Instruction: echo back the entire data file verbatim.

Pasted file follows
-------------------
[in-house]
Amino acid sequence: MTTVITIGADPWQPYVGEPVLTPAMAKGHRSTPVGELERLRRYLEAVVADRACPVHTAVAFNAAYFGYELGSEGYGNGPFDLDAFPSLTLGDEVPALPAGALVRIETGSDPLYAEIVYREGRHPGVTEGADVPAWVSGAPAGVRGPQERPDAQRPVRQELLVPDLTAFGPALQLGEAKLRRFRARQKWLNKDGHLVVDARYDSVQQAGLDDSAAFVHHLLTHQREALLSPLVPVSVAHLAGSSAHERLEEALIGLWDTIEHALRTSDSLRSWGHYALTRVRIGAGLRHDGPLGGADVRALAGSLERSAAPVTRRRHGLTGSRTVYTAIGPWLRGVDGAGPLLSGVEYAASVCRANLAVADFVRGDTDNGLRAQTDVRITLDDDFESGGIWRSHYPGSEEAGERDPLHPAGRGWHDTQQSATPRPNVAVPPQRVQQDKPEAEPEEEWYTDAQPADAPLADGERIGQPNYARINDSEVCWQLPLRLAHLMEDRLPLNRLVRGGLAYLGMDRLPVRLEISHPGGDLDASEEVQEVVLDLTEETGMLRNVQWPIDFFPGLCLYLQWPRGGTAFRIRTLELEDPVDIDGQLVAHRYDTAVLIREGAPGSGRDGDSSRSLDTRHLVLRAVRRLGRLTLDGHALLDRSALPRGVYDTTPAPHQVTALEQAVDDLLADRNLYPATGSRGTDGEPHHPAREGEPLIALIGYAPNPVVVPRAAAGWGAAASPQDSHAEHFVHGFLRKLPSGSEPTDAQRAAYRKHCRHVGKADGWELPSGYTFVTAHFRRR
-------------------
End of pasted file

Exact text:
[in-house]
Amino acid sequence: MTTVITIGADPWQPYVGEPVLTPAMAKGHRSTPVGELERLRRYLEAVVADRACPVHTAVAFNAAYFGYELGSEGYGNGPFDLDAFPSLTLGDEVPALPAGALVRIETGSDPLYAEIVYREGRHPGVTEGADVPAWVSGAPAGVRGPQERPDAQRPVRQELLVPDLTAFGPALQLGEAKLRRFRARQKWLNKDGHLVVDARYDSVQQAGLDDSAAFVHHLLTHQREALLSPLVPVSVAHLAGSSAHERLEEALIGLWDTIEHALRTSDSLRSWGHYALTRVRIGAGLRHDGPLGGADVRALAGSLERSAAPVTRRRHGLTGSRTVYTAIGPWLRGVDGAGPLLSGVEYAASVCRANLAVADFVRGDTDNGLRAQTDVRITLDDDFESGGIWRSHYPGSEEAGERDPLHPAGRGWHDTQQSATPRPNVAVPPQRVQQDKPEAEPEEEWYTDAQPADAPLADGERIGQPNYARINDSEVCWQLPLRLAHLMEDRLPLNRLVRGGLAYLGMDRLPVRLEISHPGGDLDASEEVQEVVLDLTEETGMLRNVQWPIDFFPGLCLYLQWPRGGTAFRIRTLELEDPVDIDGQLVAHRYDTAVLIREGAPGSGRDGDSSRSLDTRHLVLRAVRRLGRLTLDGHALLDRSALPRGVYDTTPAPHQVTALEQAVDDLLADRNLYPATGSRGTDGEPHHPAREGEPLIALIGYAPNPVVVPRAAAGWGAAASPQDSHAEHFVHGFLRKLPSGSEPTDAQRAAYRKHCRHVGKADGWELPSGYTFVTAHFRRR